Piano teachers, I realize now, have it really rough in some ways. Over and over again, they have to start at the beginning, teaching kids the very basics of playing the piano: how to hold wrists, curve fingers over the keys and keep your back straight (below are the great Rachmaninoff's hands), how keys in front of them match up to notes on the page and how to “play” those strange symbols, time signatures, scales, chords, the circle of fifths, all those Italian words that indicate speed and dynamics….They have to deal with kids who are only taking lessons because their parents make them, kids who are not prodigies, kids who are never going to grow up to be virtuosos, and yet they must show the patience of Job, trying to instill whatever the kid can learn. They take the time to pick out pieces that will challenge and match likes and abilities, only to have kids not practice – I was one of these kids, although now I have no idea what made me so busy in the afternoons that I didn’t feel I had time to practice. And they have to deal with kids stumbling through and mutilating some of the most beautiful music ever written.
It was my sister, inspired after hearing Natalie Cole’s Our Love, who wanted to learn to tickle and caress the ebonies and ivories herself. After showing sufficient dedication to asking my parents for piano lessons, she got them, and my family got a piano. Thus my fate was sealed: I too was going to have piano lessons one day. I may have wanted them initially, but by the time I started, around the age of 7, I wasn’t as enthused. But my mom never let me quit, partially because we had a piano and someone had to play it, and she was convinced that it would make us better at math. Ha! (My mom gets the last laugh – both my sister and I excel at math and have engineering degrees.)
I took piano lessons for 11 years, reaching the level of beginner’s advanced or so – I had enough knowledge of technique to play any piece of music, but still had lots of work to do on certain skills. But besides exposing me to beautiful music, my piano teachers accomplished something greater. They exposed me to the beauty of the Western classical tradition. They ended any intimidation I felt about classical art, any insecurity that such wasn’t “my heritage.” Indeed, it is probably largely through their indirect efforts that I’m able to speak fairly confidently about all sorts of art and my opinions of it. When you’re looking at music for the first time and picking your way through a Beethoven sonata, Mozart sonatina, or a Bach fugue, you see the bones of a piece and how a composer chose to add the flesh and blood, the dynamics, and as you can see the patterns for each composer, the process of art becomes a little less intimidating. No less remarkable a gift of the composer, you become tied to them in some ways – “Come on Chopin, let’s hold hands and you help me get through this Etude.” See, you can communicate with dead white males. Learning to play the piano was one of the most important experiences of my life.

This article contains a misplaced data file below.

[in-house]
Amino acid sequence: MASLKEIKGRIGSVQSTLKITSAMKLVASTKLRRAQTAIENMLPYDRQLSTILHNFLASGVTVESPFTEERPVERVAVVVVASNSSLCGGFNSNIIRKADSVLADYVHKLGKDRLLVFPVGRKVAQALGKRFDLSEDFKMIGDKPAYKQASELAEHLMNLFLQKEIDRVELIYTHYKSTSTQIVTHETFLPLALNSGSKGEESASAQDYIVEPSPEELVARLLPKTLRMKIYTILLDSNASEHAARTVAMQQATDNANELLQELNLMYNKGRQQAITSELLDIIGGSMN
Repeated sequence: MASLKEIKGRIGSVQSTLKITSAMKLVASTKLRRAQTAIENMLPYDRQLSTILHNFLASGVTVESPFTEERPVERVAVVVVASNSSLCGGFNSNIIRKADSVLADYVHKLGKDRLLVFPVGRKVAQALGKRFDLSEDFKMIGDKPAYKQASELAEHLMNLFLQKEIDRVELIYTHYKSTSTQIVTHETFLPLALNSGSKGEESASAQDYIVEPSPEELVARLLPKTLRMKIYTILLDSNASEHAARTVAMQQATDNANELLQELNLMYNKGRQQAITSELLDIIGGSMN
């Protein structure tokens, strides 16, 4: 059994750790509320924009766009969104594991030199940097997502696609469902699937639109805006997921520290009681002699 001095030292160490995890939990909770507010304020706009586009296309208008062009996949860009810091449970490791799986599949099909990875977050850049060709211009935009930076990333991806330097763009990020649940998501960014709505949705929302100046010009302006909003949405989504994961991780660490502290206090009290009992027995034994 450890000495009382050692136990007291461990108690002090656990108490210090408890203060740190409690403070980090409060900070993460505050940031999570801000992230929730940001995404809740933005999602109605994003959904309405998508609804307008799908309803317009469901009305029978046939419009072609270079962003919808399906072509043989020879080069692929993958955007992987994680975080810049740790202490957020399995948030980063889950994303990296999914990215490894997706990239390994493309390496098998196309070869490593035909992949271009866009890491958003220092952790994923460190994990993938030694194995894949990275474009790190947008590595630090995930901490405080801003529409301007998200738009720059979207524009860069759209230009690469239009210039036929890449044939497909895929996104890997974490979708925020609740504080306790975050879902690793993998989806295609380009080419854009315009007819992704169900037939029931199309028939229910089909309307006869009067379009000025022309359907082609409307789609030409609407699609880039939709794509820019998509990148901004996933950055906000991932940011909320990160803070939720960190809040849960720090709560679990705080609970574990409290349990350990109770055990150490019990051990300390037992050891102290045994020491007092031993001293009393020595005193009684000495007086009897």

Thank you, Mrs. Cherry and Mrs. Seagrave, for your dedication.
Now some highlights and lowlights:
Thus, I hate you Chopin’s Minute Waltz! (Think about playing the above in an interval of about a second.) It was a year of exquisite torture to learn to play you with modest success, and my dear piano teacher would clock the time it took me to play you. To this day, I can’t hear you on the radio without my right hand starting to tremor from all the “rotate your forearm and loosen your wrist to play the trills, don’t try to do it from your fingers!”
I hate every last one of your silly sonatas, Scarlatti!
I love you with a love that’s pure and true, Debussy’s Le fille aux cheveux de lin. I loved mastering your chromatics and playing all the black keys. I also loved your dynamics: playing you was like taking a beautiful stroll in the afternoon of a dream world.
I love you, Bach’s Prelude No. 1 (from the Well-Tempered Clavier). Used in Gounod’s Ave Maria, you are like a lullaby and you were my own favorite to end my practicing sessions. And for your Preludes, Mr. J.S. Bach, I forgive you all your Inventions, played with speed and deliberation in all sorts of keys. I'll even forgive your son.
You and I have a love-hate relationship, Mr. Chopin. I never enjoyed playing any of your Preludes or Polonaises, but I do love your Nocturnes (even though my sister way overplayed Op 37 No 1 and Op 55 No 2). Slightly melancholy, even at their greatest difficulty I felt the caress of a great pianist. I especially loved Nocturne in E minor, Op 72 No 1, with its 12/8 time in the left hand and 4/4 in the right, and none of your typical flourishes. Just beats within beats, like lovers who are parting. I always looked forward to meeting you again.
I must also give a shout out to Gershwin, Bartok, Schubert, Beethoven, Brahms, and other composers whose work I may have slaughtered, though I loved them. I see you trying to sneak in, Mr. Scarlatti. Go sit in the corner!